Think printing prosthetics is all the Veterans Health Administration is doing with 3D printing? Think again.
Exhibitors at the VHA Innovation Experience hosted in Washington, D.C. this week brought all sorts of printers and products — all used to support veterans.
"This is more than a project really — it's a movement," said Beth Ripley, a VHA senior innovation fellow working out of the VA Puget Sound Health Care System. "It's a movement to understand how 3D printing technology can benefit veterans."
Ripley stood next to a Stratasys F370 printer that had just spent six hours building a heart.
But hearts are far from the only thing these developers are working on printing.
"Really the greatest need we see in the veteran community is to get our patients back to doing the things they love and feeling whole," Ripley said. "One big problem we've seen is spinal cord injuries, paralysis, loss of limb — all of these things make it much harder to interact in a daily environment. So a lot of our 3D printing technologies have to do with understanding that patient and what they love to do."
For some patients, this means designing, engineering, and printing a prosthetic adapter to help a veteran get back to fishing. Or a custom 3D-printed brace that allows a father with a hand contracture to pick up his 15-month-old daughter again.
"That's the beauty of 3D printing," Ripley said. "It really allows us to get personal with the patient, understand what they want, and then design. And that's where designers, engineers, and medicine are all coming together."
And that's exactly what the Innovation Experience allows VA researchers to do. Across the country at least 25 VHA's are actively participating in 3D printing research — communication between the facilities is key.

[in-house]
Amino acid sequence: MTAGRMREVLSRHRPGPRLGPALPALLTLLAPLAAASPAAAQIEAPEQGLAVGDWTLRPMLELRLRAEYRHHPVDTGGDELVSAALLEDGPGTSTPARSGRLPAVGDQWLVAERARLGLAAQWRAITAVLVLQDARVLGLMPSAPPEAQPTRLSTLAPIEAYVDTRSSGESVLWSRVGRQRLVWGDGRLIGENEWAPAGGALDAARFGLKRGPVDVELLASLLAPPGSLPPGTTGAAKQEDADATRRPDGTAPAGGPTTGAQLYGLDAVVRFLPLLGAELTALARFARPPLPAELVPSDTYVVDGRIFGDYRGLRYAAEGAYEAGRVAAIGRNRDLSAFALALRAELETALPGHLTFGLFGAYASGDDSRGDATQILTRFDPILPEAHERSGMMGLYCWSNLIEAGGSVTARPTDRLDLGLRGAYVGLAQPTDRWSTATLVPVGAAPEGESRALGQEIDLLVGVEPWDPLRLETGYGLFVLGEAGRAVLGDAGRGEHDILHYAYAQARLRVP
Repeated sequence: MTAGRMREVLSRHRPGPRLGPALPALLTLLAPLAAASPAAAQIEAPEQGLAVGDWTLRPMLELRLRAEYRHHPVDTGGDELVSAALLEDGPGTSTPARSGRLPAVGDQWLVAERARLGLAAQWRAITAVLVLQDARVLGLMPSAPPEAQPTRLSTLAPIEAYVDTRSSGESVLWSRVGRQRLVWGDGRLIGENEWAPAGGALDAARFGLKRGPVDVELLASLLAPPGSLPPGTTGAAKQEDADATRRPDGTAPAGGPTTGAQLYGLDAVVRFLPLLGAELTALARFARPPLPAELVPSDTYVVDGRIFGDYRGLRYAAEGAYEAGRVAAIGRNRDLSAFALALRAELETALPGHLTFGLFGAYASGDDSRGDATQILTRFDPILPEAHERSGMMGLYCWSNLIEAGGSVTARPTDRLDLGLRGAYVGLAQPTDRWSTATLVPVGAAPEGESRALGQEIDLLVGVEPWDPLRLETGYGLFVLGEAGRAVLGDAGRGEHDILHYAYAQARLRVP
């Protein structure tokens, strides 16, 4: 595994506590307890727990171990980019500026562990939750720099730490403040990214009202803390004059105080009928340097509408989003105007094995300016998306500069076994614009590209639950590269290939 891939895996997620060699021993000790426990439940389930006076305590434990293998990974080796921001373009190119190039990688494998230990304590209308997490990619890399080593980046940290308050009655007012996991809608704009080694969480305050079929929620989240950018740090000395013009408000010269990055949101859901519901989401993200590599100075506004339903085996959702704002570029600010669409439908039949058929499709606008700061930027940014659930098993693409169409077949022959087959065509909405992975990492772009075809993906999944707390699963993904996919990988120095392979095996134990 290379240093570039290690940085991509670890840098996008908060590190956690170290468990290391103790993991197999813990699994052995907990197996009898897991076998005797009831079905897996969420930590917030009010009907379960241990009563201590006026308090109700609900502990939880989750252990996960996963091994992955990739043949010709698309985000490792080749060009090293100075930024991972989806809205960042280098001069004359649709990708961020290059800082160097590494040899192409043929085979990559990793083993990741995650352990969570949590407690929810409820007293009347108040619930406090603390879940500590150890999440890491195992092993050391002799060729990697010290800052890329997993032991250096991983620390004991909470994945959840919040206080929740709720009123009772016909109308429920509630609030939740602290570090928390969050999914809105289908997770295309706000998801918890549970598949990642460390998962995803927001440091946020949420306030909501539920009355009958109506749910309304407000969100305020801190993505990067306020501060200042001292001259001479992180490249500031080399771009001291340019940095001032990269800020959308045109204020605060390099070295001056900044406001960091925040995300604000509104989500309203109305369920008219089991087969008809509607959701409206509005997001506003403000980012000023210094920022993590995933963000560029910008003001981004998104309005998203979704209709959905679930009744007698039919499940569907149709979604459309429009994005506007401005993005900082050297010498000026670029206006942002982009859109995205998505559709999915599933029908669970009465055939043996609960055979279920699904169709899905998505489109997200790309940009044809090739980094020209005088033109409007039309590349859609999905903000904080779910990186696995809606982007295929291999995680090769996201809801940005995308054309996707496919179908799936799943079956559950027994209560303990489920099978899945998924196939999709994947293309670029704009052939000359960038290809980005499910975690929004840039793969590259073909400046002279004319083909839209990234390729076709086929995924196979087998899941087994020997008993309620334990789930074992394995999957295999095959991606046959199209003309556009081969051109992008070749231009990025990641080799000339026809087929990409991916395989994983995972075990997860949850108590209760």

"This is an opportunity for innovators and VAs across the country to come together to one place and show off what they've been doing, find new collaborators, make connections," Ripley said. "It's also an opportunity to be around other creative minds and celebrate in innovation."
"We can all learn from each other," said Chris Richburg, a mechanical engineer working out of the Center for Limb Loss and Mobility. "Everyone here is doing something new and unique in the VA."
For example, across the room from the F370 printer, a different model printer was working hard in the opposite corner to print what would soon be a completely organic piece of human bone. The bone fragment could be designed and printed to perfectly fit into an existing piece of bone which would then heal around the synthetics-free fragment.
But this procedure, along with many of the other processes being researched in the VA 3D printing network, is a few years still from mass implementation.
"3D printing is really still a frontier in medicine," Richburg said. "For example, right now the FDA really doesn't have any guidelines or regulations regarding 3D printing in medicine particularly at the point of care like at hospitals versus manufacturers. But the VA is leading the way in bringing 3D printing into VA hospitals and we're working with the FDA right now to help develop those guidelines."
In the meantime, the more veterans know about the 3D printing possibilities within VHA, the more they can take advantage of them — at no additional cost.
"We really want VA providers to know that this is out there," Ripley said. "So sharing what we're doing, how it can be used, making sure patients understand, and just getting people excited is important."
"And all of this is at no additional cost," Ripley added. "This is all part of the cost of care. We'll see how it evolves in the future, but that's one of the unique things about the VA. We don't have to worry about billing and can we bill for it. We just worry about what the patient needs."